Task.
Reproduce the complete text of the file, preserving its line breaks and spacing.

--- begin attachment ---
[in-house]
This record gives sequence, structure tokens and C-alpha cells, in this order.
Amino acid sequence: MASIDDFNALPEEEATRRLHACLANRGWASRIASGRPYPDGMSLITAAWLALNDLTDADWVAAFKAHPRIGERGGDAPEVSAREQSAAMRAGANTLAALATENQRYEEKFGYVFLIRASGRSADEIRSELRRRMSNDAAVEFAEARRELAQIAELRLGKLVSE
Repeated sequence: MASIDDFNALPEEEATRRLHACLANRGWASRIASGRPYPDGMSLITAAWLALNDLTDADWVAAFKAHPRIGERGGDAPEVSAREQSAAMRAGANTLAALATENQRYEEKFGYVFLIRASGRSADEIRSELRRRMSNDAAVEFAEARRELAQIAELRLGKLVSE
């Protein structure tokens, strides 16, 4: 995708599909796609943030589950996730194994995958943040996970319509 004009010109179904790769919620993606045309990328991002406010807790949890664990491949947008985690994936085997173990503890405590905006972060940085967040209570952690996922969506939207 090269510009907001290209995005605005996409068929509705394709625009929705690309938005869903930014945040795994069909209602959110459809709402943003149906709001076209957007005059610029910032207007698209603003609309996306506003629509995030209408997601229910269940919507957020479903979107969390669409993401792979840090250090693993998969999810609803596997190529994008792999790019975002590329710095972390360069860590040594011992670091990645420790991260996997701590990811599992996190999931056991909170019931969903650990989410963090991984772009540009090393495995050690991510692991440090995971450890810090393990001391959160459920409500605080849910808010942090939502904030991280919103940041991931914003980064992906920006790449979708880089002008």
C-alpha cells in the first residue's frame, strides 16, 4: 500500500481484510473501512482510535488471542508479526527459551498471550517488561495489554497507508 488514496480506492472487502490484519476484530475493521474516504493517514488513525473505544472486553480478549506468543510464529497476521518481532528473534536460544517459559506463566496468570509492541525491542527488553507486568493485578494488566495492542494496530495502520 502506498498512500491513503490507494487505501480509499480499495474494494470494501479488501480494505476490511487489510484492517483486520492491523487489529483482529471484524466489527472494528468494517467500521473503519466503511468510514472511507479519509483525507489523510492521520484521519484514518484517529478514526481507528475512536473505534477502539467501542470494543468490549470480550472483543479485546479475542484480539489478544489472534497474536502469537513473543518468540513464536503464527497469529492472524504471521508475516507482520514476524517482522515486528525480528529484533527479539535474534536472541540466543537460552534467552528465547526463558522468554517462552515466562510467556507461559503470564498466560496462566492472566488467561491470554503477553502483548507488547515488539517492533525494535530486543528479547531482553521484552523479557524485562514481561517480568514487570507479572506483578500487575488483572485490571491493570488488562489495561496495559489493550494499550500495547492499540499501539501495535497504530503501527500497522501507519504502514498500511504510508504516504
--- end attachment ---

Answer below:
[in-house]
This record gives sequence, structure tokens and C-alpha cells, in this order.
Amino acid sequence: MASIDDFNALPEEEATRRLHACLANRGWASRIASGRPYPDGMSLITAAWLALNDLTDADWVAAFKAHPRIGERGGDAPEVSAREQSAAMRAGANTLAALATENQRYEEKFGYVFLIRASGRSADEIRSELRRRMSNDAAVEFAEARRELAQIAELRLGKLVSE
Repeated sequence: MASIDDFNALPEEEATRRLHACLANRGWASRIASGRPYPDGMSLITAAWLALNDLTDADWVAAFKAHPRIGERGGDAPEVSAREQSAAMRAGANTLAALATENQRYEEKFGYVFLIRASGRSADEIRSELRRRMSNDAAVEFAEARRELAQIAELRLGKLVSE
């Protein structure tokens, strides 16, 4: 995708599909796609943030589950996730194994995958943040996970319509 004009010109179904790769919620993606045309990328991002406010807790949890664990491949947008985690994936085997173990503890405590905006972060940085967040209570952690996922969506939207 090269510009907001290209995005605005996409068929509705394709625009929705690309938005869903930014945040795994069909209602959110459809709402943003149906709001076209957007005059610029910032207007698209603003609309996306506003629509995030209408997601229910269940919507957020479903979107969390669409993401792979840090250090693993998969999810609803596997190529994008792999790019975002590329710095972390360069860590040594011992670091990645420790991260996997701590990811599992996190999931056991909170019931969903650990989410963090991984772009540009090393495995050690991510692991440090995971450890810090393990001391959160459920409500605080849910808010942090939502904030991280919103940041991931914003980064992906920006790449979708880089002008």
C-alpha cells in the first residue's frame, strides 16, 4: 500500500481484510473501512482510535488471542508479526527459551498471550517488561495489554497507508 488514496480506492472487502490484519476484530475493521474516504493517514488513525473505544472486553480478549506468543510464529497476521518481532528473534536460544517459559506463566496468570509492541525491542527488553507486568493485578494488566495492542494496530495502520 502506498498512500491513503490507494487505501480509499480499495474494494470494501479488501480494505476490511487489510484492517483486520492491523487489529483482529471484524466489527472494528468494517467500521473503519466503511468510514472511507479519509483525507489523510492521520484521519484514518484517529478514526481507528475512536473505534477502539467501542470494543468490549470480550472483543479485546479475542484480539489478544489472534497474536502469537513473543518468540513464536503464527497469529492472524504471521508475516507482520514476524517482522515486528525480528529484533527479539535474534536472541540466543537460552534467552528465547526463558522468554517462552515466562510467556507461559503470564498466560496462566492472566488467561491470554503477553502483548507488547515488539517492533525494535530486543528479547531482553521484552523479557524485562514481561517480568514487570507479572506483578500487575488483572485490571491493570488488562489495561496495559489493550494499550500495547492499540499501539501495535497504530503501527500497522501507519504502514498500511504510508504516504